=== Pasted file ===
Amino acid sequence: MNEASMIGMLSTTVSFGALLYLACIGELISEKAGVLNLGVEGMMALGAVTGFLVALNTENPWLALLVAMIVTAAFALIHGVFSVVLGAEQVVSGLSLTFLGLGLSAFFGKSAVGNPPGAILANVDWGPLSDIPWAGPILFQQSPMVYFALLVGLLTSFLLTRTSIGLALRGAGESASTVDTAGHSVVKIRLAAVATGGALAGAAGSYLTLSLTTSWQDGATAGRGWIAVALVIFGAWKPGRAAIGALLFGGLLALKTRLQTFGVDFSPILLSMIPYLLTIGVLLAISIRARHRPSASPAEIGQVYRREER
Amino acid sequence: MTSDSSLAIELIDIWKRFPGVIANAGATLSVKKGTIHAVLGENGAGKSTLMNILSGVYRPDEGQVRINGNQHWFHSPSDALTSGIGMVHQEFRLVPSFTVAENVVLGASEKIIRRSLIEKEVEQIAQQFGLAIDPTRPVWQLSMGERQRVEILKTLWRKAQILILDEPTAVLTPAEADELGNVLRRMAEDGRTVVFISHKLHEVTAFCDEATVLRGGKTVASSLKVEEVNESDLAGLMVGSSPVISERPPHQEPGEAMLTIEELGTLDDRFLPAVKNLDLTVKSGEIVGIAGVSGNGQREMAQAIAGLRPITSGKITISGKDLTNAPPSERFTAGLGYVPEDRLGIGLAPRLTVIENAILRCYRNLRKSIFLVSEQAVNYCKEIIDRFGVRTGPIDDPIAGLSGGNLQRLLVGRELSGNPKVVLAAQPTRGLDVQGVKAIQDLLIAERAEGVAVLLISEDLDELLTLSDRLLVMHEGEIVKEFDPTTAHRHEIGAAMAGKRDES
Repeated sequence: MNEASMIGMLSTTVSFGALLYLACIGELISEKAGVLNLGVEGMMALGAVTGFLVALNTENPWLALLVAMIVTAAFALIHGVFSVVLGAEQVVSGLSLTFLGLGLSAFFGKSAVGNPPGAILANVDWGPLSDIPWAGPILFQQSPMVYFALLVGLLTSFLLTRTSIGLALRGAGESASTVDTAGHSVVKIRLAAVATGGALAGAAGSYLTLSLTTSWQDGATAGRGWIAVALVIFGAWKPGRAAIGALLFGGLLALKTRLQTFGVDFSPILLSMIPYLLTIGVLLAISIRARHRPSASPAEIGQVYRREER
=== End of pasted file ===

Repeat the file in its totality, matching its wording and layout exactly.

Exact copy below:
Amino acid sequence: MNEASMIGMLSTTVSFGALLYLACIGELISEKAGVLNLGVEGMMALGAVTGFLVALNTENPWLALLVAMIVTAAFALIHGVFSVVLGAEQVVSGLSLTFLGLGLSAFFGKSAVGNPPGAILANVDWGPLSDIPWAGPILFQQSPMVYFALLVGLLTSFLLTRTSIGLALRGAGESASTVDTAGHSVVKIRLAAVATGGALAGAAGSYLTLSLTTSWQDGATAGRGWIAVALVIFGAWKPGRAAIGALLFGGLLALKTRLQTFGVDFSPILLSMIPYLLTIGVLLAISIRARHRPSASPAEIGQVYRREER
Amino acid sequence: MTSDSSLAIELIDIWKRFPGVIANAGATLSVKKGTIHAVLGENGAGKSTLMNILSGVYRPDEGQVRINGNQHWFHSPSDALTSGIGMVHQEFRLVPSFTVAENVVLGASEKIIRRSLIEKEVEQIAQQFGLAIDPTRPVWQLSMGERQRVEILKTLWRKAQILILDEPTAVLTPAEADELGNVLRRMAEDGRTVVFISHKLHEVTAFCDEATVLRGGKTVASSLKVEEVNESDLAGLMVGSSPVISERPPHQEPGEAMLTIEELGTLDDRFLPAVKNLDLTVKSGEIVGIAGVSGNGQREMAQAIAGLRPITSGKITISGKDLTNAPPSERFTAGLGYVPEDRLGIGLAPRLTVIENAILRCYRNLRKSIFLVSEQAVNYCKEIIDRFGVRTGPIDDPIAGLSGGNLQRLLVGRELSGNPKVVLAAQPTRGLDVQGVKAIQDLLIAERAEGVAVLLISEDLDELLTLSDRLLVMHEGEIVKEFDPTTAHRHEIGAAMAGKRDES
Repeated sequence: MNEASMIGMLSTTVSFGALLYLACIGELISEKAGVLNLGVEGMMALGAVTGFLVALNTENPWLALLVAMIVTAAFALIHGVFSVVLGAEQVVSGLSLTFLGLGLSAFFGKSAVGNPPGAILANVDWGPLSDIPWAGPILFQQSPMVYFALLVGLLTSFLLTRTSIGLALRGAGESASTVDTAGHSVVKIRLAAVATGGALAGAAGSYLTLSLTTSWQDGATAGRGWIAVALVIFGAWKPGRAAIGALLFGGLLALKTRLQTFGVDFSPILLSMIPYLLTIGVLLAISIRARHRPSASPAEIGQVYRREER